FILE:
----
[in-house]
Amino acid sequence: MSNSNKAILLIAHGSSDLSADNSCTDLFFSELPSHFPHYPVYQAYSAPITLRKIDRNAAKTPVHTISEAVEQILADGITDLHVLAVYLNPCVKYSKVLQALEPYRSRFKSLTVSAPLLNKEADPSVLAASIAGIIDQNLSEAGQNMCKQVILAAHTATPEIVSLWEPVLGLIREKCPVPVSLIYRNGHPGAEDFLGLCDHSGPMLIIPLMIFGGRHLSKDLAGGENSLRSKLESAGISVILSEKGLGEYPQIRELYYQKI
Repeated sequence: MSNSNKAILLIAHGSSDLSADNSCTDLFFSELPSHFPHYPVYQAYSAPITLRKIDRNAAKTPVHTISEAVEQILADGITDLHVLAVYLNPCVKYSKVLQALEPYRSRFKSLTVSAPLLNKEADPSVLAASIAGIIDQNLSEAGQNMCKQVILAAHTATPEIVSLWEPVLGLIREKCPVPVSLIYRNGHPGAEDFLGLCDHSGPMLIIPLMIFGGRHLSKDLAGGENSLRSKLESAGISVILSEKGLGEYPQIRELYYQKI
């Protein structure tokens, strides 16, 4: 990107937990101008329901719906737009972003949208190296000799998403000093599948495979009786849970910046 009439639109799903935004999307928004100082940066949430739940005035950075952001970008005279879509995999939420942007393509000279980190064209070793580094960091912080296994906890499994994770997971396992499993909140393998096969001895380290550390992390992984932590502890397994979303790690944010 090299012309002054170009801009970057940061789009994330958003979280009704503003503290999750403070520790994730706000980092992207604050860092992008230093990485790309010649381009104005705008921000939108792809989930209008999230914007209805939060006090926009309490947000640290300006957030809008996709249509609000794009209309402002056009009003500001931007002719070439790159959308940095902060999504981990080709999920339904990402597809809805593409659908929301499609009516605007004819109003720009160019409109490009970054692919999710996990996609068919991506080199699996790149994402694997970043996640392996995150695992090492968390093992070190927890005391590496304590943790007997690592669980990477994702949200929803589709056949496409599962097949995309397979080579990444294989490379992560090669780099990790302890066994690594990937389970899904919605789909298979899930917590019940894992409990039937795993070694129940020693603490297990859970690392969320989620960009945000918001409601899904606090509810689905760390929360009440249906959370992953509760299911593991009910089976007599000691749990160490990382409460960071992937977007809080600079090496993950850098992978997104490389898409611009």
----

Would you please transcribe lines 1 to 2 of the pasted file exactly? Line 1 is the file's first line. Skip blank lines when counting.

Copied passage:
[in-house]
Amino acid sequence: MSNSNKAILLIAHGSSDLSADNSCTDLFFSELPSHFPHYPVYQAYSAPITLRKIDRNAAKTPVHTISEAVEQILADGITDLHVLAVYLNPCVKYSKVLQALEPYRSRFKSLTVSAPLLNKEADPSVLAASIAGIIDQNLSEAGQNMCKQVILAAHTATPEIVSLWEPVLGLIREKCPVPVSLIYRNGHPGAEDFLGLCDHSGPMLIIPLMIFGGRHLSKDLAGGENSLRSKLESAGISVILSEKGLGEYPQIRELYYQKI